6. You were a stand-up comic before becoming an author - what are your best and worst memories as a comic?

A huge number of best memories.  Amazing gigs with all kinds of amazing people at all kinds of amazing little venues.  At the other extreme, being almost knocked off my feet by waves of laughter generated by three and a half thousand people at the Edinburgh Playhouse.  Performing in London’s glittering West End.   Getting nominated for The Perrier Award.  (Note nominated by the way.  That’s me.  Always the bridesmaid.)  But to this day, getting boiled sweets lobbed at me by several hundred irate Bros fans at the Hammersmith Palais remains a career highlight.  Worst memories?  Well I still cringe whenever I recall truly dying on my backside for the first time.  Couldn’t face walking back out through the audience afterwards.  Just horrendous.  And with hindsight I don’t suppose it was a great decision turning down the opportunity to be on Saturday Night Live.  I thought that if I did it, I’d somehow be ‘selling out’ or something?  I know.  What an idiot.  But hey, that’s showbiz.


7. Norm is rather unimpressed when he's headhunted to play for a football team in this book, as he'd much rather be on his bike. Rumour has it you have a secret ambition to play for Nottingham Forest? Is this true, and would you go for winning the FA Cup with Forest, or for winning a major mountain biking competition?

Oh it’s absolutely true.  I would have loved to have played for Forest.  I still have occasional dreams where I am doing.  Or rather, I’m about to.  But I can’t put my boots on, or find my way out of the dressing room or something.  And then all my teeth fall out and when I wake up there’s a damp patch on the mattress.  Actually that last bit’s not true.  But I was captain of my school team.  Oh, all right then, my primary school team.  But given that I went to a really tiny village school that could barely scrape a team together without enlisting a couple of dinner ladies, that wasn’t nearly as impressive as it sounds.  FA Cup winner’s medal or mountain biking medal?  No contest.  And besides, I’ve actually forgotten how to ride a bike.


8. You also have a past which involves appearing in numerous pop videos - if you could get a band to record a theme song for World of Norm, who would you pick?

Yes, that’s also true.  Erasure?  Strawberry Switchblade?  Nik Kershaw?  And they’re some of the cooler ones!  Actually probably the coolest one I was in was ‘Rise’ by Public Image Ltd.  Which was great because I kind of missed out on punk as I was at sea at the time, but at least I can say I’ve had a light ale with John Lydon in a trailer behind King’s Cross station.  A theme song for Norm?  Well, being a complete and utter megalomaniac I’d probably insist on doing it myself.  But failing that?  Blimey, that’s very difficult.  It’s a toss-up between XTC, Queens of the Stone Age or Outkast.  No, wait a minute,I’ve got it.  Lindisfarne, featuring Pharrell.


9. What are you reading at the moment, and would you recommend it?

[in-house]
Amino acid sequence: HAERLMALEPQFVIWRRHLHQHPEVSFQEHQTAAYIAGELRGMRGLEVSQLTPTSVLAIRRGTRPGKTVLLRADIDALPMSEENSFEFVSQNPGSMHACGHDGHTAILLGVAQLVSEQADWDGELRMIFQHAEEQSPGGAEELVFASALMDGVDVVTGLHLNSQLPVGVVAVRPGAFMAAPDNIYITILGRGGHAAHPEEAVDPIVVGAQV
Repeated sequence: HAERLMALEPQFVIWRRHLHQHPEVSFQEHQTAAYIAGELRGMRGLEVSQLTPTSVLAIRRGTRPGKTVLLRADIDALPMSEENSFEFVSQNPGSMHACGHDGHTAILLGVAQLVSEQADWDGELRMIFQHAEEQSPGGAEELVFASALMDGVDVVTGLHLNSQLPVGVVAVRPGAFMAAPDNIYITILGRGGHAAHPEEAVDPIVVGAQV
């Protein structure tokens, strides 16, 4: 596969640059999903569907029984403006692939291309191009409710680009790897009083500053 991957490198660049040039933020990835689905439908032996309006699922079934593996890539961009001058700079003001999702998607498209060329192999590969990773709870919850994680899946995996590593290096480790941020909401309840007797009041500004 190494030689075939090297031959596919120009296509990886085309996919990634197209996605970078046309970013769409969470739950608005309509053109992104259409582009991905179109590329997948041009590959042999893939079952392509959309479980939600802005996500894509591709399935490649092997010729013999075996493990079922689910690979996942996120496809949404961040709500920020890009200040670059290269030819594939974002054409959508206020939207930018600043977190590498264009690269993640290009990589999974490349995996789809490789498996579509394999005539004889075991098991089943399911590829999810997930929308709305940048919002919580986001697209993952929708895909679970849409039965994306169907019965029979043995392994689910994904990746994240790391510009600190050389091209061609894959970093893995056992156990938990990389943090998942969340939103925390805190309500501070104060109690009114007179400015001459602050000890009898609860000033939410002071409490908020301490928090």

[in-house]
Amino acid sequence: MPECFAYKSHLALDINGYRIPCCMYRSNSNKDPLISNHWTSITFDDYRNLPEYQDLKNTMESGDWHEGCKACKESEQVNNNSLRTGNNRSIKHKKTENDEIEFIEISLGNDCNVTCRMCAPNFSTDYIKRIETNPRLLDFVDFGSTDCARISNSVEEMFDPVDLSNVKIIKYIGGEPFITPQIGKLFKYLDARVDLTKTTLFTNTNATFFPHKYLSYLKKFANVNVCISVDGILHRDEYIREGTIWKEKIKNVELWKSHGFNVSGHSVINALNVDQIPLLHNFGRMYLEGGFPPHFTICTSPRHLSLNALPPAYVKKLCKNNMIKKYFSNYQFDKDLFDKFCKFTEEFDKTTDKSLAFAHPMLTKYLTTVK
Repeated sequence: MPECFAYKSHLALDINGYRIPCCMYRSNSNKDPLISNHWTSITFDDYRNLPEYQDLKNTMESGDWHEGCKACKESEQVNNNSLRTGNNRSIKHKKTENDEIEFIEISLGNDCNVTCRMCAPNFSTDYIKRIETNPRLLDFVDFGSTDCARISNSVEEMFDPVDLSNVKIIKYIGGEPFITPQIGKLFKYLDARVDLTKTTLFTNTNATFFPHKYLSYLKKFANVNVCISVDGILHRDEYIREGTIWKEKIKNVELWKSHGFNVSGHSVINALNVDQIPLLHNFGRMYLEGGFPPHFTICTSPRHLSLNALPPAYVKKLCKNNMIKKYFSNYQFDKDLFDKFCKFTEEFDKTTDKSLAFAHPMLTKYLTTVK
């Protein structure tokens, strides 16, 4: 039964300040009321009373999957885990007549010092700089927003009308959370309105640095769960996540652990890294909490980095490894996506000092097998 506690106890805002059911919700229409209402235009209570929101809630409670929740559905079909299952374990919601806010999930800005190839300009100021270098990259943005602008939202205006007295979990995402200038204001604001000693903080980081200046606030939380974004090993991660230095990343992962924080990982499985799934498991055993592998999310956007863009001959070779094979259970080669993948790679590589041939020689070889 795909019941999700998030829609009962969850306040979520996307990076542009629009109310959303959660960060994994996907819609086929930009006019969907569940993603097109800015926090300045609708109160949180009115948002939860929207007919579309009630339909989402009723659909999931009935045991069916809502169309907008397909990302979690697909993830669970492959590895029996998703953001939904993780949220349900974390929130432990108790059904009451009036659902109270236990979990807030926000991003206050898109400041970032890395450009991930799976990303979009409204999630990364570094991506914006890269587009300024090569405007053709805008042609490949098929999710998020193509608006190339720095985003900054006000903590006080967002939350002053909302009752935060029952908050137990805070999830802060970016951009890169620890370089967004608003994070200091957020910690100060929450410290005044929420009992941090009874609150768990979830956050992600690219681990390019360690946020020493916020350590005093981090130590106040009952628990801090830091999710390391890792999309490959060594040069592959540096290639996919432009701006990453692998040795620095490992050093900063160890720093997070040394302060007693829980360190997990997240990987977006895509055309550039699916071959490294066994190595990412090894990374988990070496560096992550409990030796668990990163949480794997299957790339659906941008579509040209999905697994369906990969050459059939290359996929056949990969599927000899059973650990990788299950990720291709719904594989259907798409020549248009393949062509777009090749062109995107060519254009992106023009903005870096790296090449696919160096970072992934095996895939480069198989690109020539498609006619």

The Hunger Games.  And please nobody tell me whether Jennifer Lawrence dies in the end.  I’m guessing probably not, because there’s at least another two films to come.  Would I recommend it to the handful of people who haven’t already read it?  Absolutely.  Thoroughly enjoying it, although to be honest it’s not my ‘normal kind of thing.’  All those kids running round in dystopian hoodies and that?  But then I’m not sure exactly what ‘my normal thing’ actually is.  When it comes to books – and music for that matter – I have a ridiculously wide taste.  Which is one reason why I’m really rubbish at answering questions beginning ‘What’s your favourite…..’  The other reason is I’m incredibly indecisive.  I don’t actually read a huge number of children’s book.  And I never read any of the ones liable to be sharing shelf/table space with Norm in well-known high street booksellers.  And won’t until I know for certain that I’ve written the last ever Norm.  That way I can’t ever be subconsciously – or even consciously influenced by them.  And I certainly can’t ever be accused of ripping them off.


10. What's the last thing you Googled?

You mean apart from myself?  That would be ‘How financially viable is it to sell old rope?’  Oh and how to spell ‘Megalomaniac’?


11. What's next for Jonathan Meres?

In the short term?  Something like 25 events/sessions in June to promote May Need Rebooting.  (It’s all about shifting units folks.)  Slightly longer term?  A Norm activity book, called May Need Filling In comes out in September, followed by Norm 7 aka Must Be Washed Separately, in October.  And I’m currently playing around with possible story lines (and titles) for Norm 8.  I’m not going to lie.  There’s a part of me that’s desperate to write something completely different and non-Norm-related again.  And I will one of these days.  But there just isn’t time at the moment.  Admittedly, as problems go, that’s a pretty nice problem.


Fab interview - thanks, Jonathan!

1 comment:

  1. Love this interview.
    We are HUGE fans of Norm in this house. Books 7 & 8 being planned?! *happy dance*

    ReplyDelete